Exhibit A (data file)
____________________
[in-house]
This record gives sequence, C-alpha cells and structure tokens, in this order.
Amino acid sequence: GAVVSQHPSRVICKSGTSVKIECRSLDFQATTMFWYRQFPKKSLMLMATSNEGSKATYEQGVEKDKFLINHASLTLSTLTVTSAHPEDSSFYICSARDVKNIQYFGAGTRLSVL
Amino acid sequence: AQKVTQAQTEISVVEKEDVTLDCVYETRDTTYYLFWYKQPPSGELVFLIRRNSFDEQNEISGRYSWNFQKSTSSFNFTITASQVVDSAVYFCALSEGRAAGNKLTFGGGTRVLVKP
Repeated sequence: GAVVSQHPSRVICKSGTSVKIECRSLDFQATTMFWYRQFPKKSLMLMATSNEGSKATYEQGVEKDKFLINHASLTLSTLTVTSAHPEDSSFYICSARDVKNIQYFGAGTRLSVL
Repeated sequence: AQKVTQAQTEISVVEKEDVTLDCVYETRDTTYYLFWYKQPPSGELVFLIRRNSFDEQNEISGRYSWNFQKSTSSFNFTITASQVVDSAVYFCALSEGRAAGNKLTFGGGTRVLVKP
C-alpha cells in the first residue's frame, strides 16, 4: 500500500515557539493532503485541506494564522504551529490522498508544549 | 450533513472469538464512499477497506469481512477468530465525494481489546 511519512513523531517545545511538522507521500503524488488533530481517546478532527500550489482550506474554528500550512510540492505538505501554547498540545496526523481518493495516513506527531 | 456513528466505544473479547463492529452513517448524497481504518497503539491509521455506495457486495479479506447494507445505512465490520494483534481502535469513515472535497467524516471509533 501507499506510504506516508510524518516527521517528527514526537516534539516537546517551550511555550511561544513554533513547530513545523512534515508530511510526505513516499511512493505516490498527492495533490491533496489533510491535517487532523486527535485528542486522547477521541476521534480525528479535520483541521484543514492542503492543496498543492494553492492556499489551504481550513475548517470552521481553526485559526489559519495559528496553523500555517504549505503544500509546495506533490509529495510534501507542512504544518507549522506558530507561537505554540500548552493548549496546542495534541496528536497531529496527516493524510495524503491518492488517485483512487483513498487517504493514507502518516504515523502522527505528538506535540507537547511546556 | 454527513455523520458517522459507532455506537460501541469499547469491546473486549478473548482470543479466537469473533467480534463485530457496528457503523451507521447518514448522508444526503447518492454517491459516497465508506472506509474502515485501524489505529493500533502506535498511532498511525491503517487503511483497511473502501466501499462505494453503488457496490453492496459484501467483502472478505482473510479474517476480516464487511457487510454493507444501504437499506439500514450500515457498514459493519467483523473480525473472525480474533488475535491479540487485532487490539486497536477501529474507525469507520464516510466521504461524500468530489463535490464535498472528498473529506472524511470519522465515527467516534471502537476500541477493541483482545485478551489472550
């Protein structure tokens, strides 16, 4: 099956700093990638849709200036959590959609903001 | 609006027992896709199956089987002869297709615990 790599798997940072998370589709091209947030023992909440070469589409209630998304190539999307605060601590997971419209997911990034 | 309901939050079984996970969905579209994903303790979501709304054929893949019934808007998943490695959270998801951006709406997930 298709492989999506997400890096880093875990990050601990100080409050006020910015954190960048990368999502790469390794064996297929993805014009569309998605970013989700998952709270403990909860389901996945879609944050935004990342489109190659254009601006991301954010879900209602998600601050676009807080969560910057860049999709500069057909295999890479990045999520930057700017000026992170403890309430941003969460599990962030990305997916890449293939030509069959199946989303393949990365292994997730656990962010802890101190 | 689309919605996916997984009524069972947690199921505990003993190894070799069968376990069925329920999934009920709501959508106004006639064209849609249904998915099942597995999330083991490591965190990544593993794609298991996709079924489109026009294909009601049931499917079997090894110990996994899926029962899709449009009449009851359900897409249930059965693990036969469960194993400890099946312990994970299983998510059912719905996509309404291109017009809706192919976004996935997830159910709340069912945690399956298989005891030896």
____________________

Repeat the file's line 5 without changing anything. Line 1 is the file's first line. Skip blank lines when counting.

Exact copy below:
Repeated sequence: GAVVSQHPSRVICKSGTSVKIECRSLDFQATTMFWYRQFPKKSLMLMATSNEGSKATYEQGVEKDKFLINHASLTLSTLTVTSAHPEDSSFYICSARDVKNIQYFGAGTRLSVL